Frequently Asked Questions

Now that you have learned the basics of setting up authentication, take a look at the following FAQs for more information. As in previous chapters, the FAQs are numbered for easy reference.

8.1 How Do I Use Users in an Authentication Server without Entering Them into FireWall-1?

Because of the way you configure LDAP into FireWall-1, all LDAP users in the appropriate branch will appear in SmartDashboard automatically. However, if you are using RADIUS, SecurID, Defender, TACACS, or even a Windows NT domain, you need to create an external user profile in NG FP3 or later or a user with the username generic* in NG FP2 and earlier (only one such user can be defined). FireWall-1 queries the external authentication mechanism defined in the external user profile or in generic* user for users who are not defined in FireWall-1. You configure this user as you would any other user, keeping in mind that the parameters you set apply to all users not otherwise defined in FireWall-1. For users who require different parameters (for example, those who need to be in different groups), you still need to define these users individually in FireWall-1.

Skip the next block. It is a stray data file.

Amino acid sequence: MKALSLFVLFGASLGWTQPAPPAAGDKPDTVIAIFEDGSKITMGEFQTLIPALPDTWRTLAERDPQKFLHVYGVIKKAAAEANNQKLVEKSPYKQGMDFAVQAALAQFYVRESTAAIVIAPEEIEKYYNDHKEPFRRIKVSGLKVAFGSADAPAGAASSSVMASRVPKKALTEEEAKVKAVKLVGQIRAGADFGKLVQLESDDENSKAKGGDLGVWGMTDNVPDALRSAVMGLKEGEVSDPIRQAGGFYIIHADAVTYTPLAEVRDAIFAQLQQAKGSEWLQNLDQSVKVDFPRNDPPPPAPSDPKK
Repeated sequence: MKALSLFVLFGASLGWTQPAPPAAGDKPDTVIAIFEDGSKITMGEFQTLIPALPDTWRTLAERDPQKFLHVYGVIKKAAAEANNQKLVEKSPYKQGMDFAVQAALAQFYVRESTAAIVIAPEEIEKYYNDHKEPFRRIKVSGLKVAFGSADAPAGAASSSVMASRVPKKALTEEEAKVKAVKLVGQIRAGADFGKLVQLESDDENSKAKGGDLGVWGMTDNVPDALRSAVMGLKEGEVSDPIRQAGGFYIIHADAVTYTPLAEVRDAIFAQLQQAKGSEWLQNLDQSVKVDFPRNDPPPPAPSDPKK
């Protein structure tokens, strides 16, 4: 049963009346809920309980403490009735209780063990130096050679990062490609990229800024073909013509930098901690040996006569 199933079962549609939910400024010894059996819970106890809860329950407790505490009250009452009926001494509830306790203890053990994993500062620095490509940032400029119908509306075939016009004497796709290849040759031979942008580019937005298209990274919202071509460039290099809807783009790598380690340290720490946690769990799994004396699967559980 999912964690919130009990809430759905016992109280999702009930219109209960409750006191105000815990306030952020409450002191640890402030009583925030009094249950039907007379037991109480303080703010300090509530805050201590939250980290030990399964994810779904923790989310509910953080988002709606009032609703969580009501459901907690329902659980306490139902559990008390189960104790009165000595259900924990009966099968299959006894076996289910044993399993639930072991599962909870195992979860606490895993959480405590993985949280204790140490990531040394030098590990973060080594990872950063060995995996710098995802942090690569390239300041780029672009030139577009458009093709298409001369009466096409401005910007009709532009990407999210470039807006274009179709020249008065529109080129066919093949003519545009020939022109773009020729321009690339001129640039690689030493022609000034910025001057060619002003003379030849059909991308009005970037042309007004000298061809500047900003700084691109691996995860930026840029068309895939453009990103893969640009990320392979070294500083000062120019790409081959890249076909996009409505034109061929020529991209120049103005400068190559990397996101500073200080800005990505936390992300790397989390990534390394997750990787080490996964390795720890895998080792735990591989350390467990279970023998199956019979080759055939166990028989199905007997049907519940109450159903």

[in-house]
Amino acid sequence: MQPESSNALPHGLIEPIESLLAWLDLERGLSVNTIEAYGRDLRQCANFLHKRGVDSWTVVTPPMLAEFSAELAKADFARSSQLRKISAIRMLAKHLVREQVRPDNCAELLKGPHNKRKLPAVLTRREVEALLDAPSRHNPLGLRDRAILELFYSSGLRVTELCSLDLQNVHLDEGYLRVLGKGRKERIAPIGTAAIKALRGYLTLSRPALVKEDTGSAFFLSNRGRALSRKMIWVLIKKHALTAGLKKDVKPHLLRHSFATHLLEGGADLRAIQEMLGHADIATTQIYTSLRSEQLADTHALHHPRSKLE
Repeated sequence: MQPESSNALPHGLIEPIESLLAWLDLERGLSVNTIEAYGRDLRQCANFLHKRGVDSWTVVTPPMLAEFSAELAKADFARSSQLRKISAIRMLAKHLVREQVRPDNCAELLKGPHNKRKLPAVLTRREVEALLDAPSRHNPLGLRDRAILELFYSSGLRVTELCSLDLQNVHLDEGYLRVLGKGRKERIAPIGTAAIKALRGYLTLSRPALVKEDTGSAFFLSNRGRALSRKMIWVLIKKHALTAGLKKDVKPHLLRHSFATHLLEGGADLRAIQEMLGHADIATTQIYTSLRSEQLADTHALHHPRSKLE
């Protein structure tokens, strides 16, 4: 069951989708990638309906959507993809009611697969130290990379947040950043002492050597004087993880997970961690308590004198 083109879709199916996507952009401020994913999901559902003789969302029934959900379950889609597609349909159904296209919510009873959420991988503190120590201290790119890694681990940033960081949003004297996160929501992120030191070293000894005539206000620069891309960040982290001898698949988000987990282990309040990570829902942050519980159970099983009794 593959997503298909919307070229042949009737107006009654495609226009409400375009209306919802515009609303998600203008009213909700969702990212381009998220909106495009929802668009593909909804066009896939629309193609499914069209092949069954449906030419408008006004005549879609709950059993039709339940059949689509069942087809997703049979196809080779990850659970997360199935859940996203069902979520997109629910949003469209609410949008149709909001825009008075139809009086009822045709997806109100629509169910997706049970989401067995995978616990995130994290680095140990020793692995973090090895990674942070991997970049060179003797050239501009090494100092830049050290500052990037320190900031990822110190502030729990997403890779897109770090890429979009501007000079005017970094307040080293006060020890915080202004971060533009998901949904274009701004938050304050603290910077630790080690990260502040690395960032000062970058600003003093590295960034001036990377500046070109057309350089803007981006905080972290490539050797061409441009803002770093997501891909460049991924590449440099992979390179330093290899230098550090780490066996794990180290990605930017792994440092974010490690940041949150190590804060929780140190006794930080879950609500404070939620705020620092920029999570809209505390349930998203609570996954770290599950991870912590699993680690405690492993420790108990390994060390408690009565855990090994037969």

8.2 How Do I Integrate FireWall-1 into a Windows NT Domain?

If you have FireWall-1 on Windows NT, you can simply make the firewall system part of your Windows NT domain and set up an external user profile or generic* user to use OS Authentication. However, it is generally not recommended that you run any of the Microsoft Networking services on your firewall.